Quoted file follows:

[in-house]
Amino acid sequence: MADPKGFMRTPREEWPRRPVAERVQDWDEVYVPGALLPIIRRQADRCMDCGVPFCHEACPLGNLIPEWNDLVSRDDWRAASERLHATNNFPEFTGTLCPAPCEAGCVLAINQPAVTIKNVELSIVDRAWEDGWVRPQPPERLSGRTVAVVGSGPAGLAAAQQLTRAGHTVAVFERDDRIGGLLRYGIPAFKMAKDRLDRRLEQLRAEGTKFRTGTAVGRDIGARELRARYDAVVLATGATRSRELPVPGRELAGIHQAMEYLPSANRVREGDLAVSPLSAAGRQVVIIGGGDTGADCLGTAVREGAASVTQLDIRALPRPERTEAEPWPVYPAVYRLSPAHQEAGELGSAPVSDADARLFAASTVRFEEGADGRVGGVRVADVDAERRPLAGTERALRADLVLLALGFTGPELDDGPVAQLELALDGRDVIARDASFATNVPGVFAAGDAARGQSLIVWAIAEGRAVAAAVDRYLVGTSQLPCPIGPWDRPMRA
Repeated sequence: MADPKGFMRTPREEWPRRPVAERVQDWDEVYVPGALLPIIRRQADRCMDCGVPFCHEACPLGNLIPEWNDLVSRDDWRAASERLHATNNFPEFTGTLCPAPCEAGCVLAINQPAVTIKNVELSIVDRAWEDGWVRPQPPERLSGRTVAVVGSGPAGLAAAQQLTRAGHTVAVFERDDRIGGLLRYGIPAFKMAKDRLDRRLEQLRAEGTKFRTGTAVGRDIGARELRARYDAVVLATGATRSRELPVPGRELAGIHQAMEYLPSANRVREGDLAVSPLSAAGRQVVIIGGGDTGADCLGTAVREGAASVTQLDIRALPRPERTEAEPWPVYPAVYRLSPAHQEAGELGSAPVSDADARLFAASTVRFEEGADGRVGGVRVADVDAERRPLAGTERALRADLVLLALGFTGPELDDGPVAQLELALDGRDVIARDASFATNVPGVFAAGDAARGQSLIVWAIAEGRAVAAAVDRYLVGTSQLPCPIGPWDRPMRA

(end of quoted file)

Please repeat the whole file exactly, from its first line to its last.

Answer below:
[in-house]
Amino acid sequence: MADPKGFMRTPREEWPRRPVAERVQDWDEVYVPGALLPIIRRQADRCMDCGVPFCHEACPLGNLIPEWNDLVSRDDWRAASERLHATNNFPEFTGTLCPAPCEAGCVLAINQPAVTIKNVELSIVDRAWEDGWVRPQPPERLSGRTVAVVGSGPAGLAAAQQLTRAGHTVAVFERDDRIGGLLRYGIPAFKMAKDRLDRRLEQLRAEGTKFRTGTAVGRDIGARELRARYDAVVLATGATRSRELPVPGRELAGIHQAMEYLPSANRVREGDLAVSPLSAAGRQVVIIGGGDTGADCLGTAVREGAASVTQLDIRALPRPERTEAEPWPVYPAVYRLSPAHQEAGELGSAPVSDADARLFAASTVRFEEGADGRVGGVRVADVDAERRPLAGTERALRADLVLLALGFTGPELDDGPVAQLELALDGRDVIARDASFATNVPGVFAAGDAARGQSLIVWAIAEGRAVAAAVDRYLVGTSQLPCPIGPWDRPMRA
Repeated sequence: MADPKGFMRTPREEWPRRPVAERVQDWDEVYVPGALLPIIRRQADRCMDCGVPFCHEACPLGNLIPEWNDLVSRDDWRAASERLHATNNFPEFTGTLCPAPCEAGCVLAINQPAVTIKNVELSIVDRAWEDGWVRPQPPERLSGRTVAVVGSGPAGLAAAQQLTRAGHTVAVFERDDRIGGLLRYGIPAFKMAKDRLDRRLEQLRAEGTKFRTGTAVGRDIGARELRARYDAVVLATGATRSRELPVPGRELAGIHQAMEYLPSANRVREGDLAVSPLSAAGRQVVIIGGGDTGADCLGTAVREGAASVTQLDIRALPRPERTEAEPWPVYPAVYRLSPAHQEAGELGSAPVSDADARLFAASTVRFEEGADGRVGGVRVADVDAERRPLAGTERALRADLVLLALGFTGPELDDGPVAQLELALDGRDVIARDASFATNVPGVFAAGDAARGQSLIVWAIAEGRAVAAAVDRYLVGTSQLPCPIGPWDRPMRA